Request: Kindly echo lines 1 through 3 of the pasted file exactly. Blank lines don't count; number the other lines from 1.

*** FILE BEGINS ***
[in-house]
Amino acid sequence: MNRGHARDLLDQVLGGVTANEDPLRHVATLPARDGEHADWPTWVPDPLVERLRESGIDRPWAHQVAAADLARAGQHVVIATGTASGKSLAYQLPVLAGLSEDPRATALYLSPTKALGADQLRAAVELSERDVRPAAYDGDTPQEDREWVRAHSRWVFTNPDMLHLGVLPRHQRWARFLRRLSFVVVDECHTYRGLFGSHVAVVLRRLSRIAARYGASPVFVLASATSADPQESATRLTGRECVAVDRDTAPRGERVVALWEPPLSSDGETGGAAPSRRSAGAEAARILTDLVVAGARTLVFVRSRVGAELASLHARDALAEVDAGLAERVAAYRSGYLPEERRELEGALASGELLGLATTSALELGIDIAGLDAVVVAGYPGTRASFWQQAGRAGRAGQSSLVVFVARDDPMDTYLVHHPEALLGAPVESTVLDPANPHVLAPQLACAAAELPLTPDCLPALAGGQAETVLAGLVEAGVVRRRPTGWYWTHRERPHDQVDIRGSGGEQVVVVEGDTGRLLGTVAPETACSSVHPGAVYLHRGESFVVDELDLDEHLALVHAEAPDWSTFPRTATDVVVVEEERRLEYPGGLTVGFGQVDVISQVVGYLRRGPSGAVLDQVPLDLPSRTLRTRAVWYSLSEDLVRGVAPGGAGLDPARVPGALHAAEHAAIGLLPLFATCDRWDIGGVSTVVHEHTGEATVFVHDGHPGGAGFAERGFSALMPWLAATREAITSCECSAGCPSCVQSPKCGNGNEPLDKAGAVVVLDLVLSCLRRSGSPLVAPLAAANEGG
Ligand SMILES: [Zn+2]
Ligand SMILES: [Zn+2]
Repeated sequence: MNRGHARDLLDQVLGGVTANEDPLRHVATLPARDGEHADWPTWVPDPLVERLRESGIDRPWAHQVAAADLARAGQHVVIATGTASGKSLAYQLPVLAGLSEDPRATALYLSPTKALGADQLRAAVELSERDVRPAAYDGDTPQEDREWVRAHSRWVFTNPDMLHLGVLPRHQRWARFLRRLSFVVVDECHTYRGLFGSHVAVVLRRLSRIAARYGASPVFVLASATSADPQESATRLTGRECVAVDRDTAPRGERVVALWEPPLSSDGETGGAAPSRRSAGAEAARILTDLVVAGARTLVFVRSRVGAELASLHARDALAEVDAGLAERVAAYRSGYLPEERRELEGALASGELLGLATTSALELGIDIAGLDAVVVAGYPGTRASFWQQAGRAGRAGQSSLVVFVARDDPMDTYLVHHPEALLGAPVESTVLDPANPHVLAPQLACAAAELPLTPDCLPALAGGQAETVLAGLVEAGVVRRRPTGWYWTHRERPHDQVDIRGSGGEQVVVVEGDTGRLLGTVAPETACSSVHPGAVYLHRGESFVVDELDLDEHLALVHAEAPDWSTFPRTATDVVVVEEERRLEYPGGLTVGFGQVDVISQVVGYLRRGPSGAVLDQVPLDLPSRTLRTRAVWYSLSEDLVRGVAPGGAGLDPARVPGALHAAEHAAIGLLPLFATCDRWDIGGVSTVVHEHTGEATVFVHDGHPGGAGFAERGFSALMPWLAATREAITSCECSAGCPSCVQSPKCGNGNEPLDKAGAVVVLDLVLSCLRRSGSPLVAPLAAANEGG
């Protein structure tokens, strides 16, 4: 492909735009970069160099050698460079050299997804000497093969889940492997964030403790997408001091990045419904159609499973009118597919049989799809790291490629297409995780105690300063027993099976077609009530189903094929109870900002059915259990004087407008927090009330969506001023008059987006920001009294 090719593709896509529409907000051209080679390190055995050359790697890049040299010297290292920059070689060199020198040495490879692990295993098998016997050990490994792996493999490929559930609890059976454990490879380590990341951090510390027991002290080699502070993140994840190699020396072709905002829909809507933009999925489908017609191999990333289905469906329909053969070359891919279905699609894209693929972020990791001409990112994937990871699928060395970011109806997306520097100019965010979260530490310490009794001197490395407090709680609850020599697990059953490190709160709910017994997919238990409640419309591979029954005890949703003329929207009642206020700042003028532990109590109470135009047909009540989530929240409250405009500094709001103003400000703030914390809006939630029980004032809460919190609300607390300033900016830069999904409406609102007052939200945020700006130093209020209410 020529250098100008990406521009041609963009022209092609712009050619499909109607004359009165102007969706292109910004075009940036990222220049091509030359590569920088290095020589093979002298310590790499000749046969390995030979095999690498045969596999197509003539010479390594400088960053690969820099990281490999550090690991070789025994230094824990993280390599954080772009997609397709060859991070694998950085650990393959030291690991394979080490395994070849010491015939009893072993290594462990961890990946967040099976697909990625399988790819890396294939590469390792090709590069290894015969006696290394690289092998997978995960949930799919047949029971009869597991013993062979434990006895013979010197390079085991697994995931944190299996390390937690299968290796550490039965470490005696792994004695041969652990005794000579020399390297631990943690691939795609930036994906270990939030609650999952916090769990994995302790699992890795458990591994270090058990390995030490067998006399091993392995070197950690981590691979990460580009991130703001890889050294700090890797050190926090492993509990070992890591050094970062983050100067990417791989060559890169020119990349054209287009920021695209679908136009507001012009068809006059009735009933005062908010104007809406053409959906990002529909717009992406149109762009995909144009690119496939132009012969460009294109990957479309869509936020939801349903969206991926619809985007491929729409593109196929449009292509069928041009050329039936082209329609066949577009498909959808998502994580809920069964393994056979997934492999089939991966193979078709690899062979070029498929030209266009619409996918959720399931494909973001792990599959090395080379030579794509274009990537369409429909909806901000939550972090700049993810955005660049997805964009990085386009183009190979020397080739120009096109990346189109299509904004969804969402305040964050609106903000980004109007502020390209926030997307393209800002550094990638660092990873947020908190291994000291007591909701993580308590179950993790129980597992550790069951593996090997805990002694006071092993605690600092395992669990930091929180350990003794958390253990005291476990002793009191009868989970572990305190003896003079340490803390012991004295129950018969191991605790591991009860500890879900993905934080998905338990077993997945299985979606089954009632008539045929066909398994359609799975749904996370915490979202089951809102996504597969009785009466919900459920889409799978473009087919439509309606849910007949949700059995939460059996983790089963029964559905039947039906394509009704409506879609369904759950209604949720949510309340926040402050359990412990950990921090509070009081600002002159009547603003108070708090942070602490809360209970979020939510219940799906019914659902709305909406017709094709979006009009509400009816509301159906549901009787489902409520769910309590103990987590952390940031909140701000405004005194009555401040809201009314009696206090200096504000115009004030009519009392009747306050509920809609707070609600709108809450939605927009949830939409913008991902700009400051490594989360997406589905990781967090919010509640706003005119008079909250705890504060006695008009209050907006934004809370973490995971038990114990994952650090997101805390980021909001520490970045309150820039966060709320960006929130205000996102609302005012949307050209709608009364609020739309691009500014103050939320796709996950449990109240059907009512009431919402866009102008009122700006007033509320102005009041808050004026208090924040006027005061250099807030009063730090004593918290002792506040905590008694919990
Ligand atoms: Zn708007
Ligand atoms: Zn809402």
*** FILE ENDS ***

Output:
[in-house]
Amino acid sequence: MNRGHARDLLDQVLGGVTANEDPLRHVATLPARDGEHADWPTWVPDPLVERLRESGIDRPWAHQVAAADLARAGQHVVIATGTASGKSLAYQLPVLAGLSEDPRATALYLSPTKALGADQLRAAVELSERDVRPAAYDGDTPQEDREWVRAHSRWVFTNPDMLHLGVLPRHQRWARFLRRLSFVVVDECHTYRGLFGSHVAVVLRRLSRIAARYGASPVFVLASATSADPQESATRLTGRECVAVDRDTAPRGERVVALWEPPLSSDGETGGAAPSRRSAGAEAARILTDLVVAGARTLVFVRSRVGAELASLHARDALAEVDAGLAERVAAYRSGYLPEERRELEGALASGELLGLATTSALELGIDIAGLDAVVVAGYPGTRASFWQQAGRAGRAGQSSLVVFVARDDPMDTYLVHHPEALLGAPVESTVLDPANPHVLAPQLACAAAELPLTPDCLPALAGGQAETVLAGLVEAGVVRRRPTGWYWTHRERPHDQVDIRGSGGEQVVVVEGDTGRLLGTVAPETACSSVHPGAVYLHRGESFVVDELDLDEHLALVHAEAPDWSTFPRTATDVVVVEEERRLEYPGGLTVGFGQVDVISQVVGYLRRGPSGAVLDQVPLDLPSRTLRTRAVWYSLSEDLVRGVAPGGAGLDPARVPGALHAAEHAAIGLLPLFATCDRWDIGGVSTVVHEHTGEATVFVHDGHPGGAGFAERGFSALMPWLAATREAITSCECSAGCPSCVQSPKCGNGNEPLDKAGAVVVLDLVLSCLRRSGSPLVAPLAAANEGG
Ligand SMILES: [Zn+2]